A Primer on Managed Care: Multiple Chronic Conditions

An Advance Directive for Dementia By Barak Gaster

Documents that can guide care as dementia patients’ minds gradually fade.

T he disease many people fear most as they get older is dementia. They worry about the pro- gressive loss of cognitive function and the years of dependence this disease inevitably bring. Also, many people have strong views about which med- ical interventions they would want—or not want— for themselves if they were to develop dementia (Volandes et al., 2009). Every state in our nation has a statutory ad­ vance directive, but these forms generally con- tain little useful information to guide care if someone were to develop dementia. Instead, they focus on rare conditions, such as a persistent veg- etative state or a permanent coma. This creates a major gap in advance care planning because dementia often is the reason that people lose the ability to make decisions about their own care. Why does this gap exist? Partly because of the complex, slowly progressive nature of dementia. This complexity makes it challenging to state one’s views about it, and yet for so many of the years people live with this disease, they no longer have the capacity to guide their own care. In the early stage of dementia, a stage that can last for many years, people often live full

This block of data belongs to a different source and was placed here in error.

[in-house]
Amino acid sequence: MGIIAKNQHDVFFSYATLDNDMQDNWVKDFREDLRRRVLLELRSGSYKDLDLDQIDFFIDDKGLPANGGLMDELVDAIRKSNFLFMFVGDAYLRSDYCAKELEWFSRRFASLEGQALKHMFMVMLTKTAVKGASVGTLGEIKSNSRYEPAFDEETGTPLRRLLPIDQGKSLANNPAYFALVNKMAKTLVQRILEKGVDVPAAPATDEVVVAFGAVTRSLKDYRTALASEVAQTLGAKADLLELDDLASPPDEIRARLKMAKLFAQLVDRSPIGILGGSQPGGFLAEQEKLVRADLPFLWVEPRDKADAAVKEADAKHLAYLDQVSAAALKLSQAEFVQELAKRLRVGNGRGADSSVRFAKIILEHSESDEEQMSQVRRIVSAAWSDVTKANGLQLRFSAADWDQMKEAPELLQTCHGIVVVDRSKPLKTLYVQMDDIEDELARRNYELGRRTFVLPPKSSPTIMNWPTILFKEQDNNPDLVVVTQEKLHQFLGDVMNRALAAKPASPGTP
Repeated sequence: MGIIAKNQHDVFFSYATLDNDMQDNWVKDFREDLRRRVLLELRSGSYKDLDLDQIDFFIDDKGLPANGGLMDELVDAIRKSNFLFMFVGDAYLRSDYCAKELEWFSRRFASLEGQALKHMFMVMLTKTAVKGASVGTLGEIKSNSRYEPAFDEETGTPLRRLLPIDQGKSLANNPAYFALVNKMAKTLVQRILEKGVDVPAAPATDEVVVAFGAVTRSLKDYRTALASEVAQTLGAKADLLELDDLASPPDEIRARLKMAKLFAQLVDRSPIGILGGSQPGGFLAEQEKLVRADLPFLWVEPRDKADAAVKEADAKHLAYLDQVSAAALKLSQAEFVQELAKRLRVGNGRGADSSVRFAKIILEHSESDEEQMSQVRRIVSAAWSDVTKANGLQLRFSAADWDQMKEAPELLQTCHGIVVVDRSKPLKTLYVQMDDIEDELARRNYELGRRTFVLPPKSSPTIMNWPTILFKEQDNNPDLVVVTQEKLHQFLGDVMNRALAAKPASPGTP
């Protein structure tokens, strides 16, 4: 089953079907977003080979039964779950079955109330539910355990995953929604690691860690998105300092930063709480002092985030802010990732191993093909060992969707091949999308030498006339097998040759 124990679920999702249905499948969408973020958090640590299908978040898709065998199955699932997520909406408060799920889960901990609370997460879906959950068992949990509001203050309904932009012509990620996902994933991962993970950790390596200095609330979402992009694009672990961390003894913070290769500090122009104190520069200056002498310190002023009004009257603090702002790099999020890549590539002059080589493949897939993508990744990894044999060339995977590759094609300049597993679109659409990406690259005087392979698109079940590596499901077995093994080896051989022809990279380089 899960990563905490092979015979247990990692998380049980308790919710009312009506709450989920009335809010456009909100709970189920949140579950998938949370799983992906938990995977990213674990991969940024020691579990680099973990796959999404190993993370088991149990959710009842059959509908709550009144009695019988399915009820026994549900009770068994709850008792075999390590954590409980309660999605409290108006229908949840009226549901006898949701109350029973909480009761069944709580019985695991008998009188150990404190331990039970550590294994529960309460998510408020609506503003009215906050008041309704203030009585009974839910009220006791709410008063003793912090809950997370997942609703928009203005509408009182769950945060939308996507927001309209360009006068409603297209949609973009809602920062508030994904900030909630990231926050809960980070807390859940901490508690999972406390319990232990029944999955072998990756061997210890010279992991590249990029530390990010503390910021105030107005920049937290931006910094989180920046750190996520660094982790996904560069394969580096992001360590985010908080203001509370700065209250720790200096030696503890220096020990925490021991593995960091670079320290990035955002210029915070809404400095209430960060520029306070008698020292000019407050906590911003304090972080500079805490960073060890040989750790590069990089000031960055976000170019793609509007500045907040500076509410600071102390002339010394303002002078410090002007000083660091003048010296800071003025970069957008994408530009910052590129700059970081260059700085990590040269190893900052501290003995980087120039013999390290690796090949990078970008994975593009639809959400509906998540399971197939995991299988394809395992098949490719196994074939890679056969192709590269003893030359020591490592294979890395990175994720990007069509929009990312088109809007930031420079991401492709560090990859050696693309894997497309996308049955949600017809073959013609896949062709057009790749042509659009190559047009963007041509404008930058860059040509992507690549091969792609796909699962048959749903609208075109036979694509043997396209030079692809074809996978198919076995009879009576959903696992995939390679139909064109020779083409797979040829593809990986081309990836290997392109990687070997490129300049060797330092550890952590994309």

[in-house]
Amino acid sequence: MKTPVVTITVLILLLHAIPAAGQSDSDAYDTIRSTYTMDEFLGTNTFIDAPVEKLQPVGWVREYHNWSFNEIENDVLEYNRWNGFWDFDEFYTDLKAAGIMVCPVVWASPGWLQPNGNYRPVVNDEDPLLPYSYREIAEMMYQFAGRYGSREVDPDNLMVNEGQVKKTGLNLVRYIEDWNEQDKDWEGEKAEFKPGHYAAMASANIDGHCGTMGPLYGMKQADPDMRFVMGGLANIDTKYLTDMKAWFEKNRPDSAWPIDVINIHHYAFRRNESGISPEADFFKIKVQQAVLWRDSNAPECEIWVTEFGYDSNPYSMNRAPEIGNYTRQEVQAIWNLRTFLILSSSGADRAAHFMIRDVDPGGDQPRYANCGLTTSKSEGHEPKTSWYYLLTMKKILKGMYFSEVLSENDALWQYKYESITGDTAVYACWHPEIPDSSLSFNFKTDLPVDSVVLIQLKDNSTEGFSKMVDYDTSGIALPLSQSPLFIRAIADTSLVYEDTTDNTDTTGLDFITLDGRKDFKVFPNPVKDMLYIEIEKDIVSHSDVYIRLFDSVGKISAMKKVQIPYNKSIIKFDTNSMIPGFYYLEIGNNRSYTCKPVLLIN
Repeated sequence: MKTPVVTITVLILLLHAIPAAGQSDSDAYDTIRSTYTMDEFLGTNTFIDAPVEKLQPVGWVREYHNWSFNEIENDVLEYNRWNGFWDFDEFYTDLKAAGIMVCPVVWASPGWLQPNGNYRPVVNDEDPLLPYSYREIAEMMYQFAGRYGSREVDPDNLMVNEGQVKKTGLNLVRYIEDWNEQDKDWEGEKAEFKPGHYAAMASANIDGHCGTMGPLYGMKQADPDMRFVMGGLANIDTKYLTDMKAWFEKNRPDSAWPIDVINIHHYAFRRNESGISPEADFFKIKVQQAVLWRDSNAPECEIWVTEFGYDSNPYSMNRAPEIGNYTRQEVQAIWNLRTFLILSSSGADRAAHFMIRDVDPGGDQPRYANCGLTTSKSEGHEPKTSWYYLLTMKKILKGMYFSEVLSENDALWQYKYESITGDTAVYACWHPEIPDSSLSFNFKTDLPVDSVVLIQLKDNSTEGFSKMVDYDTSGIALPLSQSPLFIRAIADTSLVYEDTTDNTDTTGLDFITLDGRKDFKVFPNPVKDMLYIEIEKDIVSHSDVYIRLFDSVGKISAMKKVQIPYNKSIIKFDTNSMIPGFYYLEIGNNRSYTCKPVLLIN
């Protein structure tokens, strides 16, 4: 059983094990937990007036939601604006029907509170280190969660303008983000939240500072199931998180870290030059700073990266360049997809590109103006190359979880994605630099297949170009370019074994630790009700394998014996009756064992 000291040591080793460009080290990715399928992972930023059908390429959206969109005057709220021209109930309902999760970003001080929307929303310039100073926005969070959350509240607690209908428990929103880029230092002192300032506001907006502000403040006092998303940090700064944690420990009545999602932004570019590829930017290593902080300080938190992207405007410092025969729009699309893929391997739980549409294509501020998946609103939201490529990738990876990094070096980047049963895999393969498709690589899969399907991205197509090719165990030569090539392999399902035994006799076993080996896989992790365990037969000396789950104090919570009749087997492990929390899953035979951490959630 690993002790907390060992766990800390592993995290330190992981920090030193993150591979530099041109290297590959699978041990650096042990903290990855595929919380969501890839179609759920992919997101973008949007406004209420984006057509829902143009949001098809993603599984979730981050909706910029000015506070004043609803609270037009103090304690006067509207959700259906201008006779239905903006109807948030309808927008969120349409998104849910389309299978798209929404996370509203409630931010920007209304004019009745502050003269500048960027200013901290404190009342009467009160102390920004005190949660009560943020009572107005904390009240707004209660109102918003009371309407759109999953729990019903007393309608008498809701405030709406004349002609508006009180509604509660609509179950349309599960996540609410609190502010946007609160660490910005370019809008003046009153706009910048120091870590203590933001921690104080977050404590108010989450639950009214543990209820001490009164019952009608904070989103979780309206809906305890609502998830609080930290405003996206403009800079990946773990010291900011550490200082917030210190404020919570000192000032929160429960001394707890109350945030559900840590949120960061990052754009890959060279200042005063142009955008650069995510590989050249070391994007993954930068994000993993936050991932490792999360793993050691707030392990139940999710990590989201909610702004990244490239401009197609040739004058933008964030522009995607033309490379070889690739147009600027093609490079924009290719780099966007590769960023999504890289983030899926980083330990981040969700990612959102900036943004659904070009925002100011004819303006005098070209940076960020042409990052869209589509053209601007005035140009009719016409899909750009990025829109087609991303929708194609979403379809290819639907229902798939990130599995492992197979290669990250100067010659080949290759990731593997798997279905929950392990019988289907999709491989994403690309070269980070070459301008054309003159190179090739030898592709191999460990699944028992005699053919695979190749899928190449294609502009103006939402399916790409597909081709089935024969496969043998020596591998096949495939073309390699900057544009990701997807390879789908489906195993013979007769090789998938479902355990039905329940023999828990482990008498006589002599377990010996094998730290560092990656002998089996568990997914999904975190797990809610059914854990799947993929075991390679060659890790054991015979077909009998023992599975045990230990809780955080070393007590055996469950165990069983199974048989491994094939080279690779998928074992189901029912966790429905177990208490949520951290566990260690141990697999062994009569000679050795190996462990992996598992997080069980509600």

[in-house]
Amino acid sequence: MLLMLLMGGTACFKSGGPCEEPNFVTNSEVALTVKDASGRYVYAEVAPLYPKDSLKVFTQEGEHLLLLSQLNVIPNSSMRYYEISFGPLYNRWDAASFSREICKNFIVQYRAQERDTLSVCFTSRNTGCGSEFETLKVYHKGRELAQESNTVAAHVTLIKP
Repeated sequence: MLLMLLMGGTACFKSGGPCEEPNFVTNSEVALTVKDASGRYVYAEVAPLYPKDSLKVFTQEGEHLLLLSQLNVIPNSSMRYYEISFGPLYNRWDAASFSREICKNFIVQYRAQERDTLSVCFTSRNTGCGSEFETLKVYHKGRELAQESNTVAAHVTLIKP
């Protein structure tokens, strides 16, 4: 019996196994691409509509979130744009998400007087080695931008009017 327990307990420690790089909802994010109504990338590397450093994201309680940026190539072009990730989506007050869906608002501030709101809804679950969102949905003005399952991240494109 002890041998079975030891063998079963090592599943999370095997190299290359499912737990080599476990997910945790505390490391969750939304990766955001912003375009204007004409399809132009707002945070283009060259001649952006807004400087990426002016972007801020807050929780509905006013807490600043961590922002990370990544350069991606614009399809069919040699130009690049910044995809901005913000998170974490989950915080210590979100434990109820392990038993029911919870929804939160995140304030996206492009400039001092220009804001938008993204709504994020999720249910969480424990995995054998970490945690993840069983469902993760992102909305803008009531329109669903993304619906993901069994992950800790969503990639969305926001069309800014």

and active lives. This is followed by a gradual loss of the ability to interact with the world around them. Given this slow progression, many people might be expected to want gradu- ally changing goals for their medical care as a dementia illness progresses. A carefully constructed advance directive for dementia, reflecting the stages of the disease and allowing for gradually shifting goals of care for each of the stages, could allow people to express their wishes if they were to develop dementia. Creating a Dementia Directive In 2015, my colleagues and I began to develop a dementia-specific advance directive to address this complexity (Gaster, Larson, and Curtis, 2017). We collected input from experts in the fields of geriatrics, palliative care, and neurology and then pilot-tested versions of the directive with patients. In November 2017, we released an online ver- sion of an advance directive for dementia to the public. It has since been available to all as a free download (Gaster, 2017; www.dementia-direc In the first year after its release, the

abstract Many people have clear wishes about which medical interventions they would want—or not want—for themselves if they were to develop dementia. Standard advance directives tend to offer little guidance, however, when people with dementia begin to lose the capacity to guide their own care. A structured advance directive for dementia can fill this gap, providing much needed guidance to healthcare proxies, who often are left making difficult decisions on behalf of their loved ones. | key words : dementia, advance care planning, advance directives, living will

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